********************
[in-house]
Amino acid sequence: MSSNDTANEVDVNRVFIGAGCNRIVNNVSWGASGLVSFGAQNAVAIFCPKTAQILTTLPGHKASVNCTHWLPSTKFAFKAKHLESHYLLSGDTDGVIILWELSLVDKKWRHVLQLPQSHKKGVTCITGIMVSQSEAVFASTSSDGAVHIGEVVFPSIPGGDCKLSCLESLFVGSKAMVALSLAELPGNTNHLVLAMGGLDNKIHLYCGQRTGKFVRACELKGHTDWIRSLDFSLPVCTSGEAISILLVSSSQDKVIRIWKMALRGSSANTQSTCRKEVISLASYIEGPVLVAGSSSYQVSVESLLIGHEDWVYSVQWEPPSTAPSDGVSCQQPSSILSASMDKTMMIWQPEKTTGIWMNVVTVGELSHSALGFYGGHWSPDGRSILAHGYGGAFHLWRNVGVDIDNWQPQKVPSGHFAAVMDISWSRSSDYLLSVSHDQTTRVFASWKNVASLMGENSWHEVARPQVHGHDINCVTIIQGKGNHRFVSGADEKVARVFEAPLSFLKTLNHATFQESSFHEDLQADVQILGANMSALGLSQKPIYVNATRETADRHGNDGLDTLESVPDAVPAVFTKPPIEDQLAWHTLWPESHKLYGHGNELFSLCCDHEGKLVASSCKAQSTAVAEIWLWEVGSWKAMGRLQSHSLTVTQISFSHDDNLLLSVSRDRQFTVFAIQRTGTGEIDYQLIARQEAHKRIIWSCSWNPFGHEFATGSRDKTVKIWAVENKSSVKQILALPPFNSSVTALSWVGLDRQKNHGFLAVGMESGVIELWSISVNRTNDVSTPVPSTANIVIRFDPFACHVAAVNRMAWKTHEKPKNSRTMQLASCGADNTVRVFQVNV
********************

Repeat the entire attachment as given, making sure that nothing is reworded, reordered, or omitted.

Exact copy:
[in-house]
Amino acid sequence: MSSNDTANEVDVNRVFIGAGCNRIVNNVSWGASGLVSFGAQNAVAIFCPKTAQILTTLPGHKASVNCTHWLPSTKFAFKAKHLESHYLLSGDTDGVIILWELSLVDKKWRHVLQLPQSHKKGVTCITGIMVSQSEAVFASTSSDGAVHIGEVVFPSIPGGDCKLSCLESLFVGSKAMVALSLAELPGNTNHLVLAMGGLDNKIHLYCGQRTGKFVRACELKGHTDWIRSLDFSLPVCTSGEAISILLVSSSQDKVIRIWKMALRGSSANTQSTCRKEVISLASYIEGPVLVAGSSSYQVSVESLLIGHEDWVYSVQWEPPSTAPSDGVSCQQPSSILSASMDKTMMIWQPEKTTGIWMNVVTVGELSHSALGFYGGHWSPDGRSILAHGYGGAFHLWRNVGVDIDNWQPQKVPSGHFAAVMDISWSRSSDYLLSVSHDQTTRVFASWKNVASLMGENSWHEVARPQVHGHDINCVTIIQGKGNHRFVSGADEKVARVFEAPLSFLKTLNHATFQESSFHEDLQADVQILGANMSALGLSQKPIYVNATRETADRHGNDGLDTLESVPDAVPAVFTKPPIEDQLAWHTLWPESHKLYGHGNELFSLCCDHEGKLVASSCKAQSTAVAEIWLWEVGSWKAMGRLQSHSLTVTQISFSHDDNLLLSVSRDRQFTVFAIQRTGTGEIDYQLIARQEAHKRIIWSCSWNPFGHEFATGSRDKTVKIWAVENKSSVKQILALPPFNSSVTALSWVGLDRQKNHGFLAVGMESGVIELWSISVNRTNDVSTPVPSTANIVIRFDPFACHVAAVNRMAWKTHEKPKNSRTMQLASCGADNTVRVFQVNV